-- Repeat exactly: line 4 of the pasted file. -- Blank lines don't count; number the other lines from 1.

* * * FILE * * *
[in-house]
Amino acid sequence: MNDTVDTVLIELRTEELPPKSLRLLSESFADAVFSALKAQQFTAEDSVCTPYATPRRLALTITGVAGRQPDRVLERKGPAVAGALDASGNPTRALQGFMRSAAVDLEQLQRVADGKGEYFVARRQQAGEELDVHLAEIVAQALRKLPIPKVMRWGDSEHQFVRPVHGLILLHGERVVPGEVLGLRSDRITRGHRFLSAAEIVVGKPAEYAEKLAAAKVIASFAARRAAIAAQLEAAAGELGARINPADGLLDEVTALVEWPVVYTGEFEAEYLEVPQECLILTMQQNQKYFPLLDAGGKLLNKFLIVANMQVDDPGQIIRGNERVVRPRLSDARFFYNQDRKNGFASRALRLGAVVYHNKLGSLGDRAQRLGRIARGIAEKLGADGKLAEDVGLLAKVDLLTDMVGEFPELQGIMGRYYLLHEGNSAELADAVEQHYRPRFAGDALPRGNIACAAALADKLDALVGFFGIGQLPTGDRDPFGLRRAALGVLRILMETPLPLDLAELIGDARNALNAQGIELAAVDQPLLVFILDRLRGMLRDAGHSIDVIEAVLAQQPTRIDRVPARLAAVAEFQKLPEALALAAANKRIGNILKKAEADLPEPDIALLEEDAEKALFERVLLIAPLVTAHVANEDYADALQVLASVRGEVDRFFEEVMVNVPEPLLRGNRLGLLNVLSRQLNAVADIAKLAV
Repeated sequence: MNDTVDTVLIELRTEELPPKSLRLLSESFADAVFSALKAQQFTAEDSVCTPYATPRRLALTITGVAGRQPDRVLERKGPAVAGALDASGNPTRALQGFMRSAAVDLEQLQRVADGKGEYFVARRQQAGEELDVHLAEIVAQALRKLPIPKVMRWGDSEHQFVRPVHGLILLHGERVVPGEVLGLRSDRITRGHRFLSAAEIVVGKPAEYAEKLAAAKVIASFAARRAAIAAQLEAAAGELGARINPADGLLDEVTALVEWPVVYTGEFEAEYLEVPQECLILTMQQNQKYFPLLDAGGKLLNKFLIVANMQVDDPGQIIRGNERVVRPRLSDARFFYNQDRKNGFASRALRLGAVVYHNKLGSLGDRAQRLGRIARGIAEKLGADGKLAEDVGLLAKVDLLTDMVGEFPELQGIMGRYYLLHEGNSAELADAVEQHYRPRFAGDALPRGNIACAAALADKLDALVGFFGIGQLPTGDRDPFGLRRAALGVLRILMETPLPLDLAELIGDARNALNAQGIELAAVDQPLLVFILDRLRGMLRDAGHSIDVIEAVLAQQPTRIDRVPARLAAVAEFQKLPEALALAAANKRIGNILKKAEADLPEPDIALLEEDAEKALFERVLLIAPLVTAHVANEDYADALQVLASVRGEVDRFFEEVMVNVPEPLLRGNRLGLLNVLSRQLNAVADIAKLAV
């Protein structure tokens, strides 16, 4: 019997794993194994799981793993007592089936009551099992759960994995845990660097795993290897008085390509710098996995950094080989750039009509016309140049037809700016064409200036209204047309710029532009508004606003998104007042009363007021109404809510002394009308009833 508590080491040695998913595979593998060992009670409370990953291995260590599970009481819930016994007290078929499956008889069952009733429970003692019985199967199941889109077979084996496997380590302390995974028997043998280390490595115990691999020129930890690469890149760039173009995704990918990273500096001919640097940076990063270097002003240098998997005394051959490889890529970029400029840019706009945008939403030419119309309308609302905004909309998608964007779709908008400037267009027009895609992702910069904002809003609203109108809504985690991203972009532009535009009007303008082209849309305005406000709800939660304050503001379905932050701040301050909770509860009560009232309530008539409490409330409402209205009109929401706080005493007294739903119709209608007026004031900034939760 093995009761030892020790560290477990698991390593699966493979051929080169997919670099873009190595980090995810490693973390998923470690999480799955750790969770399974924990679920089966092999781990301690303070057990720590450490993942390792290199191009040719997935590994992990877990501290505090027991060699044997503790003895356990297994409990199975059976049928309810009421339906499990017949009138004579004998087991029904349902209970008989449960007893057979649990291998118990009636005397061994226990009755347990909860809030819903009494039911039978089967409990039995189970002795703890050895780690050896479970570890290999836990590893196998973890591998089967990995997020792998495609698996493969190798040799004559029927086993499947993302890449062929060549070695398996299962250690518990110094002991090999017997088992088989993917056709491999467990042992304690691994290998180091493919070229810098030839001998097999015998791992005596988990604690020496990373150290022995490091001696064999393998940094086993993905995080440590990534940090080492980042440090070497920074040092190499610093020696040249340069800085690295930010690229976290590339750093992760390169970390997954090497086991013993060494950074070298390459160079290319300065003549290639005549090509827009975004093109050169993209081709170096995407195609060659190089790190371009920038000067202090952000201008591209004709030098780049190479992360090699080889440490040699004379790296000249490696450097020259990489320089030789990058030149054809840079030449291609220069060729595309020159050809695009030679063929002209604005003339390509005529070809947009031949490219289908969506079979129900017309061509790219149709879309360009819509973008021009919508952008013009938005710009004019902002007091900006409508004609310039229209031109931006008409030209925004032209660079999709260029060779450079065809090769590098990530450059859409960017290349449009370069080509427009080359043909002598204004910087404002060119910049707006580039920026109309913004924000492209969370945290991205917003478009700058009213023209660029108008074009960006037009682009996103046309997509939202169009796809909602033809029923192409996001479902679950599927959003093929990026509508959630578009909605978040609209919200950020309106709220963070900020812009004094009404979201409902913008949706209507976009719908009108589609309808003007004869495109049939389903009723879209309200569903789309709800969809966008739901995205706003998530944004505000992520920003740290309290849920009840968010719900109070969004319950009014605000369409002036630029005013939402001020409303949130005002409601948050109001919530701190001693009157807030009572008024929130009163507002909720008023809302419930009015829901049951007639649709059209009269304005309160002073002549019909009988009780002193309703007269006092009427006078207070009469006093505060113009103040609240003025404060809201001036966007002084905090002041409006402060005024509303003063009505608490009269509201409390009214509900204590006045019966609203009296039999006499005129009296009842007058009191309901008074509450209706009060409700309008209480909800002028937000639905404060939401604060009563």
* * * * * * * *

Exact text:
């Protein structure tokens, strides 16, 4: 019997794993194994799981793993007592089936009551099992759960994995845990660097795993290897008085390509710098996995950094080989750039009509016309140049037809700016064409200036209204047309710029532009508004606003998104007042009363007021109404809510002394009308009833 508590080491040695998913595979593998060992009670409370990953291995260590599970009481819930016994007290078929499956008889069952009733429970003692019985199967199941889109077979084996496997380590302390995974028997043998280390490595115990691999020129930890690469890149760039173009995704990918990273500096001919640097940076990063270097002003240098998997005394051959490889890529970029400029840019706009945008939403030419119309309308609302905004909309998608964007779709908008400037267009027009895609992702910069904002809003609203109108809504985690991203972009532009535009009007303008082209849309305005406000709800939660304050503001379905932050701040301050909770509860009560009232309530008539409490409330409402209205009109929401706080005493007294739903119709209608007026004031900034939760 093995009761030892020790560290477990698991390593699966493979051929080169997919670099873009190595980090995810490693973390998923470690999480799955750790969770399974924990679920089966092999781990301690303070057990720590450490993942390792290199191009040719997935590994992990877990501290505090027991060699044997503790003895356990297994409990199975059976049928309810009421339906499990017949009138004579004998087991029904349902209970008989449960007893057979649990291998118990009636005397061994226990009755347990909860809030819903009494039911039978089967409990039995189970002795703890050895780690050896479970570890290999836990590893196998973890591998089967990995997020792998495609698996493969190798040799004559029927086993499947993302890449062929060549070695398996299962250690518990110094002991090999017997088992088989993917056709491999467990042992304690691994290998180091493919070229810098030839001998097999015998791992005596988990604690020496990373150290022995490091001696064999393998940094086993993905995080440590990534940090080492980042440090070497920074040092190499610093020696040249340069800085690295930010690229976290590339750093992760390169970390997954090497086991013993060494950074070298390459160079290319300065003549290639005549090509827009975004093109050169993209081709170096995407195609060659190089790190371009920038000067202090952000201008591209004709030098780049190479992360090699080889440490040699004379790296000249490696450097020259990489320089030789990058030149054809840079030449291609220069060729595309020159050809695009030679063929002209604005003339390509005529070809947009031949490219289908969506079979129900017309061509790219149709879309360009819509973008021009919508952008013009938005710009004019902002007091900006409508004609310039229209031109931006008409030209925004032209660079999709260029060779450079065809090769590098990530450059859409960017290349449009370069080509427009080359043909002598204004910087404002060119910049707006580039920026109309913004924000492209969370945290991205917003478009700058009213023209660029108008074009960006037009682009996103046309997509939202169009796809909602033809029923192409996001479902679950599927959003093929990026509508959630578009909605978040609209919200950020309106709220963070900020812009004094009404979201409902913008949706209507976009719908009108589609309808003007004869495109049939389903009723879209309200569903789309709800969809966008739901995205706003998530944004505000992520920003740290309290849920009840968010719900109070969004319950009014605000369409002036630029005013939402001020409303949130005002409601948050109001919530701190001693009157807030009572008024929130009163507002909720008023809302419930009015829901049951007639649709059209009269304005309160002073002549019909009988009780002193309703007269006092009427006078207070009469006093505060113009103040609240003025404060809201001036966007002084905090002041409006402060005024509303003063009505608490009269509201409390009214509900204590006045019966609203009296039999006499005129009296009842007058009191309901008074509450209706009060409700309008209480909800002028937000639905404060939401604060009563």